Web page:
Cohen skated at Boston University for three seasons from 2007-10 and helped lead the Terriers to the NCAA National Championship in 2009. For his career at BU, the 6’2’’, 200-pound blueliner recorded 25-53=78 totals in 118 games.
A native of Villanova, Pennsylvania, Cohen was originally drafted by the Avalanche in the second round (45th overall) of the 2007 NHL Entry Draft.
Hunwick has appeared in 164 career NHL games (all with the Bruins) and tallied 13-32=45 totals. This season, Hunwick skated in 22 games and registered one goal, two assists and nine penalty minutes. The Warren, Michigan native played 163 games over four seasons at the University of Michigan from 2003-07 with 24-73=97 totals. Hunwick was drafted by the Bruins in the seventh round (224th overall) of the 2004 NHL Entry Draft.
|11.29.10 at 3:00 pm ET|
With Jordan Caron and David Krejci (flu) back at practice on Monday, the Bruins announced that they have assigned forward Jamie Arniel to Providence.
Arniel made his NHL debut on Sunday night in the team’s 4-1 loss to the Thrashers in Atlanta. The 21-year-old logged 12:26 of ice time.
|11.29.10 at 1:59 pm ET|
Sturm has yet to be cleared for contact as he recovers from a torn ACL and MCL, which he suffered during the playoffs against the Flyers. He admittedly had a setback that came as a result of his traveling with the team to Belfast and the Czech Republic to begin the season.
“Just all the traveling set me back for a few weeks here,” Sturm said Monday, “So I’m just trying to catch up.”
Sturm never actually had to stop working out while overseas, but he said that the flying, as well as all of the walking in Europe led to swelling in his knee.
“It’s tough to say [whether I regret going on the trip],” Sturm said. “I think it was good because it got me closer to the guys, but it was tough because everyone went, all the doctors went too, so they always wanted me around there. We kind of knew it, too. We were hoping to battle it through, but it didn’t work out that well.”
The 32-year-old free-agent-to-be said that he does not have any doctors appointments planned as he looks to get cleared for contact, but he’s welcomed the opportunity to get more practice time in this week with the team. After getting back on the ice following a recent encounter with the flu, Sturm sees the physical aspect as the next hill he must conquer.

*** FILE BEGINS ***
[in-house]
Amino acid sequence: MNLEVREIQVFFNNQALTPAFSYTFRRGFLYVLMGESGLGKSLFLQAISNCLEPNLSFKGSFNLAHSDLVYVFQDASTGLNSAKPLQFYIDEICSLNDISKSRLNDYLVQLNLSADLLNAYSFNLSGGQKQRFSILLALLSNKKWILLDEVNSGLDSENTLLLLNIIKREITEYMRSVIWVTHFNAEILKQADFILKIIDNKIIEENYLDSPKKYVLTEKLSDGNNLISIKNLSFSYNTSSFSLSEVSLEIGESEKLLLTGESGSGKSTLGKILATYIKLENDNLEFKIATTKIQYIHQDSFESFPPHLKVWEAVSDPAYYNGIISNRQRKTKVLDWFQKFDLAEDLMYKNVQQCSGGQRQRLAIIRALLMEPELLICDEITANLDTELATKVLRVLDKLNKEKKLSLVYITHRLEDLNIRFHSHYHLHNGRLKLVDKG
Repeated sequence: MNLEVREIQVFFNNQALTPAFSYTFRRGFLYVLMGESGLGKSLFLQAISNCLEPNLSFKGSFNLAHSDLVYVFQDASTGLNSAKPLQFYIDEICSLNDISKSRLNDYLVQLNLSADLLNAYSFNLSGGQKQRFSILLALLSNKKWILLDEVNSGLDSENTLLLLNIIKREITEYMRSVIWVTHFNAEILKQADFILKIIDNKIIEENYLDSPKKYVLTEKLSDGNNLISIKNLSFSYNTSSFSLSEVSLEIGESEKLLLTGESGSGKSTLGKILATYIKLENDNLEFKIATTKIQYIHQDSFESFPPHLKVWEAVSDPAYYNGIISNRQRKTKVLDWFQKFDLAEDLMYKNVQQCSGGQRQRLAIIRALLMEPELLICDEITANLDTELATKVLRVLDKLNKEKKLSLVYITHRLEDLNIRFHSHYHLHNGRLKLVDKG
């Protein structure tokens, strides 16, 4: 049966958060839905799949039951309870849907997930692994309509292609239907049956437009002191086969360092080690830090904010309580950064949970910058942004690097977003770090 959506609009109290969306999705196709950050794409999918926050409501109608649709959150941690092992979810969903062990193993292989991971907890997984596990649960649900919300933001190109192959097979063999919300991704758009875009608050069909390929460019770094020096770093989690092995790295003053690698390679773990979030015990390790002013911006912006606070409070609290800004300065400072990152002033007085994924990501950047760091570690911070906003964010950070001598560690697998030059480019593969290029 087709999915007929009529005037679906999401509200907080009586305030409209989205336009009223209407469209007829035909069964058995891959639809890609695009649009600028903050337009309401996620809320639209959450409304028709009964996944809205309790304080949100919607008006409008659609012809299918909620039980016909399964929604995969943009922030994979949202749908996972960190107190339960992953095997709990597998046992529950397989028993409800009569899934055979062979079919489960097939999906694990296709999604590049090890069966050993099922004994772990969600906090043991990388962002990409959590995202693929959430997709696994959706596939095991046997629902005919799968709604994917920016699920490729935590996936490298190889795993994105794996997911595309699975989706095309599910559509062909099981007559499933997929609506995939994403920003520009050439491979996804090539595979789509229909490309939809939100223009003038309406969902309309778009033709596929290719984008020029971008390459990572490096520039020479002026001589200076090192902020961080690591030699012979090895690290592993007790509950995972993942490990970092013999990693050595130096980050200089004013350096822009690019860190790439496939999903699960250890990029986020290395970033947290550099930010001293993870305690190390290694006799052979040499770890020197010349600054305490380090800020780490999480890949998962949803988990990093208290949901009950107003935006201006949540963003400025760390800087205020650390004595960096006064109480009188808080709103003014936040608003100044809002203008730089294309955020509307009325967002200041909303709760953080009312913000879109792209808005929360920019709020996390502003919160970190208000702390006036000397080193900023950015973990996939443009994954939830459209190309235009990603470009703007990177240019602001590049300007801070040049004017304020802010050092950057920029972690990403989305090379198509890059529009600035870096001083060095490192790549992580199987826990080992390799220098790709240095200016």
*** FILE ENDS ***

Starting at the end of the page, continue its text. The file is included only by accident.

“It’s more the battle now, but I’m still not doing it, so that’s why I still have to wait a little bit,” Sturm said. “But that’s my last step to go, is to battle and get more practices with the guys, too. ”
Sturm hasn’t set a timetable on his return, and is instead focused on stringing together a positive week that could hopefully lead to contact drills.
|11.29.10 at 1:40 pm ET|
WILMINGTON — The Bruins wrapped up practice at Ristuccia Arena on Monday with some familiar faces back on the ice. David Krejci and Jordan Caron, both of whom were held out of Sunday’s loss to the Thrashers with the flu, made their returns to the ice. Caron missed two games with the flu, while Marco Sturm, recovering from a torn ACL and MCL, also caught it but was back on the ice Monday.
|11.29.10 at 1:18 pm ET|
WILMINGTON — Bruins center Marc Savard doesn’t know when he will make his long-awaited season debut after battling post-concussion symptoms, but said on Monday that it won’t be long before he is back. Following his third practice of the full-contact variety, Savard felt confident that he could soon be in the Bruins’ lineup.
“[It was] another good day, and a little bit of work after, and continuing to progress,” Savard, who worked on battle drills with teammate Adam McQuaid, said. “Hopefully I’m going to get in soon, just around the corner.”
Savard seemed quite sure that he would not be in the lineup when the Bruins take on the Flyers on Wednesday. Asked about his prospects of playing in Philadelphia, Savard replied, “I don’t think so. No, I’m not going to be playing Wednesday. I don’t think so.”
The center’s chances of playing on Thursday at home vs. the Lightning are also up in the air.
“I don’t know,” Savard said. “We’ll have to wait and see.”